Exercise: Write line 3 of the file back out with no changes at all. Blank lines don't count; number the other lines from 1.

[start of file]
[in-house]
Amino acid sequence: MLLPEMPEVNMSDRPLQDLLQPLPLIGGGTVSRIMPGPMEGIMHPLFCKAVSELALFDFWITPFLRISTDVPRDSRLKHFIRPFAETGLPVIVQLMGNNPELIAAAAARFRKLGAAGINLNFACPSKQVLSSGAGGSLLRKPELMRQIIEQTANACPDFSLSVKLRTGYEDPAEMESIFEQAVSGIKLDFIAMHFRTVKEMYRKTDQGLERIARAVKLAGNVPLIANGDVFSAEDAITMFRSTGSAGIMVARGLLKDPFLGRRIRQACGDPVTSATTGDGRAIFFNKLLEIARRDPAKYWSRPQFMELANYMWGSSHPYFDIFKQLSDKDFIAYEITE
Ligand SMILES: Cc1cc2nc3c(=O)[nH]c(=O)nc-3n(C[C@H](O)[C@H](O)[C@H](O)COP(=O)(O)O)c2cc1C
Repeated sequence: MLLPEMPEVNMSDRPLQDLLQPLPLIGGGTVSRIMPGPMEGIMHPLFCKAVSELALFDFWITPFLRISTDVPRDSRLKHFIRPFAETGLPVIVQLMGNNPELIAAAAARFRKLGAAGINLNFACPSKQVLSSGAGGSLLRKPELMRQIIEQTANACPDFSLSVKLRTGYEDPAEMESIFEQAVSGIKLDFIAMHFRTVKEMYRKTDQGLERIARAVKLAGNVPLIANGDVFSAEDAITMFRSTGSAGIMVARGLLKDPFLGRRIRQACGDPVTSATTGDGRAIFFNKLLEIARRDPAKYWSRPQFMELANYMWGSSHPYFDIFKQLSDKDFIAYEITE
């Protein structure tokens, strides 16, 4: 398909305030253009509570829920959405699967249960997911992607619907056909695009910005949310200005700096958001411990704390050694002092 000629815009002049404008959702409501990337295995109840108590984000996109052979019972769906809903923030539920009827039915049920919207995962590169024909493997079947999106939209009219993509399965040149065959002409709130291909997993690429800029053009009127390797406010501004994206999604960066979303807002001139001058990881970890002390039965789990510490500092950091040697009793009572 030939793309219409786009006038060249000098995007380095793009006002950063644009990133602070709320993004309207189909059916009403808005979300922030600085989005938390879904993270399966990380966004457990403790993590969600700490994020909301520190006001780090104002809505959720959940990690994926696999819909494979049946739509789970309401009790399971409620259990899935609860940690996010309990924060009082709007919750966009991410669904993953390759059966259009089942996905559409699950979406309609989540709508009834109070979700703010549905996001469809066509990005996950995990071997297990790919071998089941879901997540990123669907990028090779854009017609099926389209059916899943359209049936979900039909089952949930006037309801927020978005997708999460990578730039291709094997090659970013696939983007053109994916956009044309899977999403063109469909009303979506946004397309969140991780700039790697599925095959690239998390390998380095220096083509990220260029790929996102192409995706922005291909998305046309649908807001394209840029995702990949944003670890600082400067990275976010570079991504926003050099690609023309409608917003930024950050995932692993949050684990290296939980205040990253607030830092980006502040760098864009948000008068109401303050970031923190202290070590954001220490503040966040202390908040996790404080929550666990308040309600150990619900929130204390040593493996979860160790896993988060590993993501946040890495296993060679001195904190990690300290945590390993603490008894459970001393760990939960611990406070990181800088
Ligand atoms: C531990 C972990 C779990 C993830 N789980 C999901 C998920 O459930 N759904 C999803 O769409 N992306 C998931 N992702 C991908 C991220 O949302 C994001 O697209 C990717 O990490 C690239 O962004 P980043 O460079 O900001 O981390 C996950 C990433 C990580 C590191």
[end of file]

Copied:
Ligand SMILES: Cc1cc2nc3c(=O)[nH]c(=O)nc-3n(C[C@H](O)[C@H](O)[C@H](O)COP(=O)(O)O)c2cc1C